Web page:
You can start in Grimentz or Zinal to get the lift up to the Espace Weisshorn area. The route begins with a warm up through some gentle dusty berms from the top of Sorebois down to the mid-station.
From the mid-station there is a gentle traverse/climb on an access track around to the north side of Sorebois. Along this traverse there are two options: the first is to come off early and ride the man-made avalanche barrier/ridgeline to the trail head (the wavy line pictured on the left), or secondly, carry on the access track a bit further up and ride the shorter but steeper natural ridge line to the trail head (pictured on the right with the rider at the top of the line).
After the “ridges", follow the trail around the traverse and drop down into the Tsirouc alpage (again watch out for the odd cow), passing a few huts on the left and admiring the direct views across the Val d’Anniviers. The trail then drops steeply through a series of rock garden features and tight switchbacks before hitting the treeline.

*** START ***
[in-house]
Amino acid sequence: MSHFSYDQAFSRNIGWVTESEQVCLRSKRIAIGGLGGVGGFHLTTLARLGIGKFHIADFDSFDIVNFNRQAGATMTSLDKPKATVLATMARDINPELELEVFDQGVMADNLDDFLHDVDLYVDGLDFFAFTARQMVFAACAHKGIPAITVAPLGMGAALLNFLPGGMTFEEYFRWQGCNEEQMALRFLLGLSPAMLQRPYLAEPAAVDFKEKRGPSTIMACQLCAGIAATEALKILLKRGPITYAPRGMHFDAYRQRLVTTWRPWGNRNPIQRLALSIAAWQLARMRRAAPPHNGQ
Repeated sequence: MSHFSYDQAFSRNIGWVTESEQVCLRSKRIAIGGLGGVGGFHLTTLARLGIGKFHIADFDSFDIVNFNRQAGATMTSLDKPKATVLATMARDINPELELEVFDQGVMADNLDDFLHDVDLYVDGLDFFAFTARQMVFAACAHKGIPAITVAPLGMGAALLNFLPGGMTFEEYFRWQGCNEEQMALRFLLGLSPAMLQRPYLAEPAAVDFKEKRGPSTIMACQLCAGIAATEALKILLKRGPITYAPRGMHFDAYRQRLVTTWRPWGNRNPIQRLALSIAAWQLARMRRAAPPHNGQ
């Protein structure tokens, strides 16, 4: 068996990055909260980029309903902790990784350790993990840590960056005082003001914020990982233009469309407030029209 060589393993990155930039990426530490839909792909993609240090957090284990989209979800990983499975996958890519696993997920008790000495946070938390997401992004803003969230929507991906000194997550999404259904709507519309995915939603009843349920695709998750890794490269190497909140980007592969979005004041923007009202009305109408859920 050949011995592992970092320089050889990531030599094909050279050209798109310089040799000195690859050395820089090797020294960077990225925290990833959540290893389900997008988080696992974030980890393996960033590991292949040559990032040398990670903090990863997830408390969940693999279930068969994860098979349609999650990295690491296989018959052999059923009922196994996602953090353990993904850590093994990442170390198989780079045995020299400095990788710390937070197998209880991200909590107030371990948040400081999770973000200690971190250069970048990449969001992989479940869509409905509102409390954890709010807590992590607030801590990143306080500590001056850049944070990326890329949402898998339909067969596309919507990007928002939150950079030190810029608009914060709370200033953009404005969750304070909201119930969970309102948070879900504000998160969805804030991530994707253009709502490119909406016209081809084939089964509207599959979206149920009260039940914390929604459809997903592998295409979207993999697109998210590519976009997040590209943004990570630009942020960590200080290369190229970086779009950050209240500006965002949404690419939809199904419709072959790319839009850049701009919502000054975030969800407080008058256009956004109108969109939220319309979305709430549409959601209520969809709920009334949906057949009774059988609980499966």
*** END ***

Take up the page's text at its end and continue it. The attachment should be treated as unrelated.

Once under the canopy, the trail gets gnarly. Steep is the name of the game and it is relentless. There are a few turns on the way but the route pretty much descends straight down the mountain, through rocks, roots and adrenalin-fuelled riding.
Just before the road, the trail splits. Continue left for Grimentz or right for a traverse around to Ayer. For Ayer, the trail gently undulates around the Ancient Bisse de Morasse for 1km before taking a tight left down across the road and immediately right again once onto the trail on the other side.
Continue through the woods on a rooted traverse before coming to a fire road, the trail resumes 100m on, crosses a small alpage before dropping steeply again through some more rock gardens (and switchbacks) and down to the river. Ayer is over the other side.
TIP - Have a spare set of brake pads with you. Just in case.
3. The Balcony Trail
This is one for the views. One short climb for the starter, a spectacular traverse for the main, and a sweet descent for dessert.